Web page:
FLOTSAM & JETSAM: Who really won the Civil War?

Thursday, June 20, 2019

Who really won the Civil War?

As long as some have become newly interested in slavery reparations, who Joe Biden's friends were fifty years ago and so forth, this article might be useful. My own view (shared by many psychiatrists) is don't refight the past; take on the present and the future. The former may have deeply impacted the latter, but it's the present and future we can change. For example, as mentioned below,  Lyndon Johnson's past would have in no way predicted what he did for civil rights. 

And incidentally, Biden's former pal Strom Thurmond actually had a black daughter. As someone said at the time - not sure it was about Thurmond: "Oh he's just one of those sun up to sun down segregationists"

Sam Smith, 2011- The 150th anniversary for the Civil War will be heavily commemorated over the next four years, but one question will probably not be seriously asked: who really won?

We tend to view wars in the isolation of their military events. By such a standard, there is no doubt the North won. But what about the social, cultural and economic aftermath?

For example, while the Civil War ended slavery, it would take more than a hundred years to begin enforcing effectively the equality that was presumed to result in its wake.

Right into the present the South enjoys a disproportionate influence on our politics and values. When was the last time you saw a politician afraid of what New England might think?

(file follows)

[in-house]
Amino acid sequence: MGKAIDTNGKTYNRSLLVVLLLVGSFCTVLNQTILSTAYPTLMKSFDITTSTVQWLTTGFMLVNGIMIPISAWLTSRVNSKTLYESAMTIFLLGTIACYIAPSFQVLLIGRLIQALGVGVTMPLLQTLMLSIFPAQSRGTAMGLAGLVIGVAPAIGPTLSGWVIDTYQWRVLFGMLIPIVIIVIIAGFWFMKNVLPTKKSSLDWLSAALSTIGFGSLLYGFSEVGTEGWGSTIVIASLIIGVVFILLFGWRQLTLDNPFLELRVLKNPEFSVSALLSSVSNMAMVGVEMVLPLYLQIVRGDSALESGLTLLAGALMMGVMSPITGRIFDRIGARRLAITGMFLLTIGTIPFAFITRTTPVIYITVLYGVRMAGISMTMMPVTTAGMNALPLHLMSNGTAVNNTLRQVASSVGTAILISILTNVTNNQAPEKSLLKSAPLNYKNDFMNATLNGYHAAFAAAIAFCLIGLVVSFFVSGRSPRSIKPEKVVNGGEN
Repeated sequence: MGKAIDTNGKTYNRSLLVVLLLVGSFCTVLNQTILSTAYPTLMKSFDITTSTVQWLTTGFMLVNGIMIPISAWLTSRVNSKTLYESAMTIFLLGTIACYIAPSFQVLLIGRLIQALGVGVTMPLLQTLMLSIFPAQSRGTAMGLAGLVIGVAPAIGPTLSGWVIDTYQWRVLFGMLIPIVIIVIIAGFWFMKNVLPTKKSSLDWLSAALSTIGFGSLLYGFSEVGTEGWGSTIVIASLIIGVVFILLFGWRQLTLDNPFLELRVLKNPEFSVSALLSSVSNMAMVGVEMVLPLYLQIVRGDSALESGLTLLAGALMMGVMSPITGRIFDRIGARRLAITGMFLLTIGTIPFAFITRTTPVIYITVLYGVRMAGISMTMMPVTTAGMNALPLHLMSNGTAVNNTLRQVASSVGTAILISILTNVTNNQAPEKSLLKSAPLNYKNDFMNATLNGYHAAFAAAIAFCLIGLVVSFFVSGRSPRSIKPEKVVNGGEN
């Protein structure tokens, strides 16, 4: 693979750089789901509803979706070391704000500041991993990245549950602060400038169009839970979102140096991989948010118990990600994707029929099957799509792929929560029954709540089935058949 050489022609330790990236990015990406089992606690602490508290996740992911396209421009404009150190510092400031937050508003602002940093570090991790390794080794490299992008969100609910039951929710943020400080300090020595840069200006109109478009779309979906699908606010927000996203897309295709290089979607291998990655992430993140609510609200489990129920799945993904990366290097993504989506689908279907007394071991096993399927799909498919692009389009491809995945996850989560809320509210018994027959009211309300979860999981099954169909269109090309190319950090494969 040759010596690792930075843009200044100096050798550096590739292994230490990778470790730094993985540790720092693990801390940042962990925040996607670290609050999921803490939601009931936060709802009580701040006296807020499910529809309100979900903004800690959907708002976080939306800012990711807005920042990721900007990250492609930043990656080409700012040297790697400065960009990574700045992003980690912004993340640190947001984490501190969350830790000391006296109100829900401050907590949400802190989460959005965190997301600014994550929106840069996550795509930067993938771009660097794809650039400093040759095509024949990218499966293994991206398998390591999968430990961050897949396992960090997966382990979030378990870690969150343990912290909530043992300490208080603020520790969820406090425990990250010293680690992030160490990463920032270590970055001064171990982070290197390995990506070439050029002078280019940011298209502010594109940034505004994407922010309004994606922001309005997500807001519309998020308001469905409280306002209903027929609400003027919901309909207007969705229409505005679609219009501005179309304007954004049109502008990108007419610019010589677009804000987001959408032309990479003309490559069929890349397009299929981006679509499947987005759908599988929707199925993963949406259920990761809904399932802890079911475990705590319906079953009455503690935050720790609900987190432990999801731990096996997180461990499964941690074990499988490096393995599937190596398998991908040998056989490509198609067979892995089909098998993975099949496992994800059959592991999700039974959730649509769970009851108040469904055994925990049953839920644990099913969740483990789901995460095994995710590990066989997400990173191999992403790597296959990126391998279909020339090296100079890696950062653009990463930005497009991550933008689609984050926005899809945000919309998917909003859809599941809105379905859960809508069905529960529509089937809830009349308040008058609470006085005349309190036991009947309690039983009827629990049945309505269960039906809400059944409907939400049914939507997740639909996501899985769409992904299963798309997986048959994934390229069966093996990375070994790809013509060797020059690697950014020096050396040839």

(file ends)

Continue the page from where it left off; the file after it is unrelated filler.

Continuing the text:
Further, the increasingly hegemonic structure of our business, political and cultural life has far more in common with the southern past than with that of the anarchistic old west or more democratic early Northeast.

I'm a southerner by birth - yes, Washington was once clearly part of the South while also being a door into the north - and I was long aware of what was at times an almost triumphal southern influence over the capital and, by consequence, the rest of the nation. After all, one key reason DC is still effectively a colony of the U.S. is because powerful southerners long made sure that the city's black population would remain under their control.

I recall, as a young reporter, northern friends coming to work on Capitol Hill and beginning to pick up a southern accent just by being there. It eventually took a southerner - Lyndon Johnson - to substantially change that culture through civil rights and other legislation.

But traditional southern values still strongly affect our economic and military policy. We wouldn't, for example, be anywhere near as warlike were it not for southern culture.

But none of this gets discussed because we judge military triumphs on such a narrow basis, despite there being much more to it all.

Which is why we still negotiating with the North Koreans and why the Germany economy did so well after World War Ii.

If there is any moral that should be drawn from the commemoration of the Civil War - but almost certainly won't be - it is this: just because your troops win doesn't mean that you did.